|Pre-General||October 23, 2014||$315,720.98||$24,598.73||$(25,218.30)||$315,101.41|
Cost per vote
Wenstrup spent $4.60 per vote received in 2012.
|U.S. House, Ohio District 2, 2012 - Brad Wenstrup Campaign Contributions|
|Total Raised by Election Runner-up||$0|
|Total Spent by Election Runner-up||$0|
|Top contributors to Brad Wenstrup's campaign committee|
|American Financial Group||$20,500|
|North American Properties||$10,800|
|American Podiatric Medical Assn||$10,000|
|Credit Union National Assn||$10,000|
|Top 5 industries that contributed to campaign committee|
|Misc Manufacturing & Distributing||$36,755|
To view the breakdown of campaign funding by type click [show] to expand the section.
According to FindTheData, in the fourth quarter of 2011, Wenstrup raised $151,290. By the end of 2011, his campaign had spent $68,885, and he started 2012 with $97,404 cash on hand. About 98 percent, or $148,790, of the money Wenstrup raised came from individual contributions.
Personal Gain Index
- See also: Personal Gain Index (U.S. Congress)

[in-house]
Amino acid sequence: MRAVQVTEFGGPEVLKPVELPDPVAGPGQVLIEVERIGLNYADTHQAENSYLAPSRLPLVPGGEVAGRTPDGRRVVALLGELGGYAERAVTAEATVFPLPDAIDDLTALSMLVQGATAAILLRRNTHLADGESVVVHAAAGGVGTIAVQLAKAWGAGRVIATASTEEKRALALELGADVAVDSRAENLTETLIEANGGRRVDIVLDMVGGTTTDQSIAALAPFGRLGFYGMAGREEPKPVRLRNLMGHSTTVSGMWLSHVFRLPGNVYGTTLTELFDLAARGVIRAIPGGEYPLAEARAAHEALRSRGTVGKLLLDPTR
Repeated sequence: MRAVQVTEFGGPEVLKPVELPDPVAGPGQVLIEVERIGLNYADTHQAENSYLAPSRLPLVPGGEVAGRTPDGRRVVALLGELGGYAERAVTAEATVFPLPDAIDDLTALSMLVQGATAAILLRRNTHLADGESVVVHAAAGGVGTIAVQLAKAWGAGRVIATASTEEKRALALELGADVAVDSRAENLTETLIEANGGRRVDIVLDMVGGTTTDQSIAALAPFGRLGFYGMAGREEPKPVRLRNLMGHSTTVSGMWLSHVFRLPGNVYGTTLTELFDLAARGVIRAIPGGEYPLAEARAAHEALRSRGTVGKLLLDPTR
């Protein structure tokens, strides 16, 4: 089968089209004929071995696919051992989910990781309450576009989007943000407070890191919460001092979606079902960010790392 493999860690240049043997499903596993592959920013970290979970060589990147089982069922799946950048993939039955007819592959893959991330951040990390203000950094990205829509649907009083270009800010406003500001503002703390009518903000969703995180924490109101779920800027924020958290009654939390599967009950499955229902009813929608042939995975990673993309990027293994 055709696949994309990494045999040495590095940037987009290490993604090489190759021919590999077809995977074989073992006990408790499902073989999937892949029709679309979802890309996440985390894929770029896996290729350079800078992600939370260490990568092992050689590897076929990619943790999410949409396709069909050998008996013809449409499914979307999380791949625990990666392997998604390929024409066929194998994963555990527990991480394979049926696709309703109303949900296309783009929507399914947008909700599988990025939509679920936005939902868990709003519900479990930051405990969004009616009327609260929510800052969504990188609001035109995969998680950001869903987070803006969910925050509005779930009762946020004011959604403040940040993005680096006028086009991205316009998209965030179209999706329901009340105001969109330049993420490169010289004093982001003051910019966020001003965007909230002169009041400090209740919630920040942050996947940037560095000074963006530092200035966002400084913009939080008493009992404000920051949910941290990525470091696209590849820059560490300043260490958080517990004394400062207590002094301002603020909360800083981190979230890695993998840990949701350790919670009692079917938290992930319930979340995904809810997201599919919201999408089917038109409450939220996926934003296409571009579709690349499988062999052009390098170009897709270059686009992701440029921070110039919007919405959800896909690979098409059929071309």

- See also: Personal Gain Index (U.S. Congress)
The Personal Gain Index (U.S. Congress) is a two-part measurement that illustrates the extent to which members of the U.S. Congress have prospered during their tenure as public servants.
It consists of two different metrics:
PGI: Change in net worth
Based on congressional financial disclosure forms and calculations made available by OpenSecrets.org, Wenstrup's net worth as of 2012 was estimated between $1,411,042 to $3,416,000. That averages to $2,413,521, which is lower than the average net worth of Republican House members in 2012 of $7,614,097.96. Wenstrup ranked as the 131st most wealthy representative in 2012. Between 2011 and 2012, Wenstrup's calculated net worth decreased by an average of 22 percent per year. Between 2004 and 2012, the average annual percentage increase for a member of Congress was 15.4 percent.
|Brad Wenstrup Yearly Net Worth|
|Year||Average Net Worth|
|Growth from 2011 to 2012:||-22%|
|Average annual growth:||-22%|
|Comparatively, the American citizen experienced a median yearly decline in net worth of -0.94%.|
PGI: Donation Concentration Metric